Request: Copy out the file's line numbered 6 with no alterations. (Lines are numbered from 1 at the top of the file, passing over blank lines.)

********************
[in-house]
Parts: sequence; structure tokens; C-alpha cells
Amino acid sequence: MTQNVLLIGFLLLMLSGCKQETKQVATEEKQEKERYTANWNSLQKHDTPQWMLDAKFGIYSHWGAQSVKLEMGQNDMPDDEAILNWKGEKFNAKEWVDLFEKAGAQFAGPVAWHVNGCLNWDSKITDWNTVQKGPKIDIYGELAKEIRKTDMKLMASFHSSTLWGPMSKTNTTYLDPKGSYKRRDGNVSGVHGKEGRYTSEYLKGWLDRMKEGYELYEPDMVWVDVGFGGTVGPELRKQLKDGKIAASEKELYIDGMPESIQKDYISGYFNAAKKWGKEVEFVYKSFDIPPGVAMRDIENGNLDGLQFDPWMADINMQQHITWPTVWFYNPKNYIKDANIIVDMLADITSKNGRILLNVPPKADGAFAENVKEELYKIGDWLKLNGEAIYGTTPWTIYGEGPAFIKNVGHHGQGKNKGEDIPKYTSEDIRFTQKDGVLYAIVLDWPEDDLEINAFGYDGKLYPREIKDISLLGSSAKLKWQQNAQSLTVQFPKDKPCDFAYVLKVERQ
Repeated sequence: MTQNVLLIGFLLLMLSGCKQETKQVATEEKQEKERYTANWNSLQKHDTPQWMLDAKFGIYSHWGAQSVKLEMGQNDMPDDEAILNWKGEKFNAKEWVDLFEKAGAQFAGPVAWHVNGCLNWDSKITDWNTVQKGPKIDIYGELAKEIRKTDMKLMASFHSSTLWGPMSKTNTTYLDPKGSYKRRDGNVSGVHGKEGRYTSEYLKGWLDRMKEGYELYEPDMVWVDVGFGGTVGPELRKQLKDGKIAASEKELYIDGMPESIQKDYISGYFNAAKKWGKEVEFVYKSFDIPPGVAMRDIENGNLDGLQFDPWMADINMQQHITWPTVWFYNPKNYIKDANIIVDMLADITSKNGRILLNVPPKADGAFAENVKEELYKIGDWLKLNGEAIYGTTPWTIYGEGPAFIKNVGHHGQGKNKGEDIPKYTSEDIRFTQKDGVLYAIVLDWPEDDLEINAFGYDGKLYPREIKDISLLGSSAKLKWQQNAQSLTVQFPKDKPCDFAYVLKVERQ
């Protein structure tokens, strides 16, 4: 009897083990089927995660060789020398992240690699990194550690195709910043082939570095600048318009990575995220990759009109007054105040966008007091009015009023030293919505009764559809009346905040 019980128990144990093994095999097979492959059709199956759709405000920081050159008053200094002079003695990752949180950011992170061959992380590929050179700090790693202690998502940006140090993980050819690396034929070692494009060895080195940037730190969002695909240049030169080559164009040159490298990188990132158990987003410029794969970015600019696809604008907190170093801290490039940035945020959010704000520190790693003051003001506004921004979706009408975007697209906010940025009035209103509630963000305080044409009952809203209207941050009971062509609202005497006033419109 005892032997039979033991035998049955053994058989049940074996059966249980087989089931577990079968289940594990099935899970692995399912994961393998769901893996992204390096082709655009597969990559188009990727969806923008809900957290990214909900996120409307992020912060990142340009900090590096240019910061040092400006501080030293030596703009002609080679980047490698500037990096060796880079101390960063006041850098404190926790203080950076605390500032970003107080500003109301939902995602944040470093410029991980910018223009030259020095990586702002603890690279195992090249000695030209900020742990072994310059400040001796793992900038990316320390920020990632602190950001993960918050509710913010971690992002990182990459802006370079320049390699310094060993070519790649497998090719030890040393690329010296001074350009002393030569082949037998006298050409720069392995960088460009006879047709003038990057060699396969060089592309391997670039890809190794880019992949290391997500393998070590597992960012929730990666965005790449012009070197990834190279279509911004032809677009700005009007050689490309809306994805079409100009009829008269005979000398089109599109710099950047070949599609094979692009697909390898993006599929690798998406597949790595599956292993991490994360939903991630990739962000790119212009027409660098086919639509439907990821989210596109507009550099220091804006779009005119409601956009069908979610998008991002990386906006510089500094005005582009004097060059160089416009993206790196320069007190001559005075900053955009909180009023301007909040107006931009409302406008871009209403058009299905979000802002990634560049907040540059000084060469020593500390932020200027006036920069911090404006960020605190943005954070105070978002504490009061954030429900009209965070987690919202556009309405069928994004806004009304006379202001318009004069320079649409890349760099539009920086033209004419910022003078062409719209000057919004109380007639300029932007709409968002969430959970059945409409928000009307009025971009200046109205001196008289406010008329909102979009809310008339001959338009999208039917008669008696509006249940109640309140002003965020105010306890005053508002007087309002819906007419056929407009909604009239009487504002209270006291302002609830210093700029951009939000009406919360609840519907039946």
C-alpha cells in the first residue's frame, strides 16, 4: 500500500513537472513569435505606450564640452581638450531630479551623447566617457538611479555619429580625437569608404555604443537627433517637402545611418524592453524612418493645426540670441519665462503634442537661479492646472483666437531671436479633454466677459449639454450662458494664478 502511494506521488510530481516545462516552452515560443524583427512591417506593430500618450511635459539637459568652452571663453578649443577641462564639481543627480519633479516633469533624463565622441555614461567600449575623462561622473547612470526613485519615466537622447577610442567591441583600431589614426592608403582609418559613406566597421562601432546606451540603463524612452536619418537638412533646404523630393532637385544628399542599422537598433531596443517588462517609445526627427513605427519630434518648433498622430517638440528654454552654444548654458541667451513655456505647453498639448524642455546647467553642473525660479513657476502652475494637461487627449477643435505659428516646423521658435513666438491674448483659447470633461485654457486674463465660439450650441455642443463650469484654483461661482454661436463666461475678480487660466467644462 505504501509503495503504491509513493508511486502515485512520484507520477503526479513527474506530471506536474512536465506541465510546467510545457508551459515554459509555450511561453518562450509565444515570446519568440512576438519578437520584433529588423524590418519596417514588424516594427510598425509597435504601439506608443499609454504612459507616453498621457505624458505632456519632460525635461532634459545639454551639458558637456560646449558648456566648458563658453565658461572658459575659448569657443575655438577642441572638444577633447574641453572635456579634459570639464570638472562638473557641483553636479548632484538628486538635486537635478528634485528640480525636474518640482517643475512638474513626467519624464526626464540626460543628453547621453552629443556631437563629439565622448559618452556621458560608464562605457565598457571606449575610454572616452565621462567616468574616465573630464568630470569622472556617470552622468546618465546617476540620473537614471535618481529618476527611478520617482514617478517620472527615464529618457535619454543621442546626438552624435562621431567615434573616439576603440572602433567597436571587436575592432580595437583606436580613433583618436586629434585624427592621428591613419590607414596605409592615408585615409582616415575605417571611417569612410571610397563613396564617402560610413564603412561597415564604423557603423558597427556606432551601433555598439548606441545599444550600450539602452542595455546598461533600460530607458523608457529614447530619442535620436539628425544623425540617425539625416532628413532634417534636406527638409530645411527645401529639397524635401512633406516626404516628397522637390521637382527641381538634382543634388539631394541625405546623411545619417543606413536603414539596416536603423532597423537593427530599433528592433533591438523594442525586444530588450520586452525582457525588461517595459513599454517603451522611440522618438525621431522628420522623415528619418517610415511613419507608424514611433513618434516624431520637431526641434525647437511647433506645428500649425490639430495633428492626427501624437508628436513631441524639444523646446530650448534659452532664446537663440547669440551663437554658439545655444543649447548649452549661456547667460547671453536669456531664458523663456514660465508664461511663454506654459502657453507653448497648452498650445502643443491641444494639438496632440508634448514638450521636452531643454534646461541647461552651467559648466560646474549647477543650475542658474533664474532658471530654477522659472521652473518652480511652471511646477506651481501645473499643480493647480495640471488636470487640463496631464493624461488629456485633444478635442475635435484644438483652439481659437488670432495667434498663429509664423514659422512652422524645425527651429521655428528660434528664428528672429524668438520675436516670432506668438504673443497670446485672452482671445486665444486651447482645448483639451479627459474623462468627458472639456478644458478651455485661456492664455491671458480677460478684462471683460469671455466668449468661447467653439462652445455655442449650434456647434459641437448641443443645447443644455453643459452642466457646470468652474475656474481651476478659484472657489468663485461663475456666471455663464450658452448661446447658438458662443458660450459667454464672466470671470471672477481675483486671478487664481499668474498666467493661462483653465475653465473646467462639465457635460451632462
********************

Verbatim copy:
C-alpha cells in the first residue's frame, strides 16, 4: 500500500513537472513569435505606450564640452581638450531630479551623447566617457538611479555619429580625437569608404555604443537627433517637402545611418524592453524612418493645426540670441519665462503634442537661479492646472483666437531671436479633454466677459449639454450662458494664478 502511494506521488510530481516545462516552452515560443524583427512591417506593430500618450511635459539637459568652452571663453578649443577641462564639481543627480519633479516633469533624463565622441555614461567600449575623462561622473547612470526613485519615466537622447577610442567591441583600431589614426592608403582609418559613406566597421562601432546606451540603463524612452536619418537638412533646404523630393532637385544628399542599422537598433531596443517588462517609445526627427513605427519630434518648433498622430517638440528654454552654444548654458541667451513655456505647453498639448524642455546647467553642473525660479513657476502652475494637461487627449477643435505659428516646423521658435513666438491674448483659447470633461485654457486674463465660439450650441455642443463650469484654483461661482454661436463666461475678480487660466467644462 505504501509503495503504491509513493508511486502515485512520484507520477503526479513527474506530471506536474512536465506541465510546467510545457508551459515554459509555450511561453518562450509565444515570446519568440512576438519578437520584433529588423524590418519596417514588424516594427510598425509597435504601439506608443499609454504612459507616453498621457505624458505632456519632460525635461532634459545639454551639458558637456560646449558648456566648458563658453565658461572658459575659448569657443575655438577642441572638444577633447574641453572635456579634459570639464570638472562638473557641483553636479548632484538628486538635486537635478528634485528640480525636474518640482517643475512638474513626467519624464526626464540626460543628453547621453552629443556631437563629439565622448559618452556621458560608464562605457565598457571606449575610454572616452565621462567616468574616465573630464568630470569622472556617470552622468546618465546617476540620473537614471535618481529618476527611478520617482514617478517620472527615464529618457535619454543621442546626438552624435562621431567615434573616439576603440572602433567597436571587436575592432580595437583606436580613433583618436586629434585624427592621428591613419590607414596605409592615408585615409582616415575605417571611417569612410571610397563613396564617402560610413564603412561597415564604423557603423558597427556606432551601433555598439548606441545599444550600450539602452542595455546598461533600460530607458523608457529614447530619442535620436539628425544623425540617425539625416532628413532634417534636406527638409530645411527645401529639397524635401512633406516626404516628397522637390521637382527641381538634382543634388539631394541625405546623411545619417543606413536603414539596416536603423532597423537593427530599433528592433533591438523594442525586444530588450520586452525582457525588461517595459513599454517603451522611440522618438525621431522628420522623415528619418517610415511613419507608424514611433513618434516624431520637431526641434525647437511647433506645428500649425490639430495633428492626427501624437508628436513631441524639444523646446530650448534659452532664446537663440547669440551663437554658439545655444543649447548649452549661456547667460547671453536669456531664458523663456514660465508664461511663454506654459502657453507653448497648452498650445502643443491641444494639438496632440508634448514638450521636452531643454534646461541647461552651467559648466560646474549647477543650475542658474533664474532658471530654477522659472521652473518652480511652471511646477506651481501645473499643480493647480495640471488636470487640463496631464493624461488629456485633444478635442475635435484644438483652439481659437488670432495667434498663429509664423514659422512652422524645425527651429521655428528660434528664428528672429524668438520675436516670432506668438504673443497670446485672452482671445486665444486651447482645448483639451479627459474623462468627458472639456478644458478651455485661456492664455491671458480677460478684462471683460469671455466668449468661447467653439462652445455655442449650434456647434459641437448641443443645447443644455453643459452642466457646470468652474475656474481651476478659484472657489468663485461663475456666471455663464450658452448661446447658438458662443458660450459667454464672466470671470471672477481675483486671478487664481499668474498666467493661462483653465475653465473646467462639465457635460451632462